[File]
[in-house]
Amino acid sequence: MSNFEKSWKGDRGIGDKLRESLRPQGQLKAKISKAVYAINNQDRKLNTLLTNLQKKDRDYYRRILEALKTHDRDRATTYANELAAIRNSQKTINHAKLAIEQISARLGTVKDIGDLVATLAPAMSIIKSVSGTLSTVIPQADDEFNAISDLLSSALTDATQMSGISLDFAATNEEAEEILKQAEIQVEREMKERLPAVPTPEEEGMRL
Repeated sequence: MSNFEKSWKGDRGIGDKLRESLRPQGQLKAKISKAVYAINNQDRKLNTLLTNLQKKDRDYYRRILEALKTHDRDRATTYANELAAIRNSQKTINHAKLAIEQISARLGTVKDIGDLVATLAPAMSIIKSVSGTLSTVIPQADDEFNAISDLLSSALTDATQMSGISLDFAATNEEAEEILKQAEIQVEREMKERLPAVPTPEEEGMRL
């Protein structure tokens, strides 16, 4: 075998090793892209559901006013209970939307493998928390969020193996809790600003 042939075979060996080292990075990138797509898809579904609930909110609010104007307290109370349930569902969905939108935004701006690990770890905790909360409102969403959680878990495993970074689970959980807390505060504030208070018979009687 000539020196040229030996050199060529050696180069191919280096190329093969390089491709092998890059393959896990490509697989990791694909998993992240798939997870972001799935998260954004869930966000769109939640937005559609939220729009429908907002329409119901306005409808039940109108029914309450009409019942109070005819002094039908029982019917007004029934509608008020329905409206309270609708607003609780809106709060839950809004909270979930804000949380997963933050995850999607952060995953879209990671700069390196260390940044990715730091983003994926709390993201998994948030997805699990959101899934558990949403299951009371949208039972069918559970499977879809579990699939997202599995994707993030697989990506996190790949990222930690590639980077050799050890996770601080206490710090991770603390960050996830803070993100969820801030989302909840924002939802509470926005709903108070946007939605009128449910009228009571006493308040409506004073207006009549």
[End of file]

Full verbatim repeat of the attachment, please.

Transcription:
[in-house]
Amino acid sequence: MSNFEKSWKGDRGIGDKLRESLRPQGQLKAKISKAVYAINNQDRKLNTLLTNLQKKDRDYYRRILEALKTHDRDRATTYANELAAIRNSQKTINHAKLAIEQISARLGTVKDIGDLVATLAPAMSIIKSVSGTLSTVIPQADDEFNAISDLLSSALTDATQMSGISLDFAATNEEAEEILKQAEIQVEREMKERLPAVPTPEEEGMRL
Repeated sequence: MSNFEKSWKGDRGIGDKLRESLRPQGQLKAKISKAVYAINNQDRKLNTLLTNLQKKDRDYYRRILEALKTHDRDRATTYANELAAIRNSQKTINHAKLAIEQISARLGTVKDIGDLVATLAPAMSIIKSVSGTLSTVIPQADDEFNAISDLLSSALTDATQMSGISLDFAATNEEAEEILKQAEIQVEREMKERLPAVPTPEEEGMRL
């Protein structure tokens, strides 16, 4: 075998090793892209559901006013209970939307493998928390969020193996809790600003 042939075979060996080292990075990138797509898809579904609930909110609010104007307290109370349930569902969905939108935004701006690990770890905790909360409102969403959680878990495993970074689970959980807390505060504030208070018979009687 000539020196040229030996050199060529050696180069191919280096190329093969390089491709092998890059393959896990490509697989990791694909998993992240798939997870972001799935998260954004869930966000769109939640937005559609939220729009429908907002329409119901306005409808039940109108029914309450009409019942109070005819002094039908029982019917007004029934509608008020329905409206309270609708607003609780809106709060839950809004909270979930804000949380997963933050995850999607952060995953879209990671700069390196260390940044990715730091983003994926709390993201998994948030997805699990959101899934558990949403299951009371949208039972069918559970499977879809579990699939997202599995994707993030697989990506996190790949990222930690590639980077050799050890996770601080206490710090991770603390960050996830803070993100969820801030989302909840924002939802509470926005709903108070946007939605009128449910009228009571006493308040409506004073207006009549």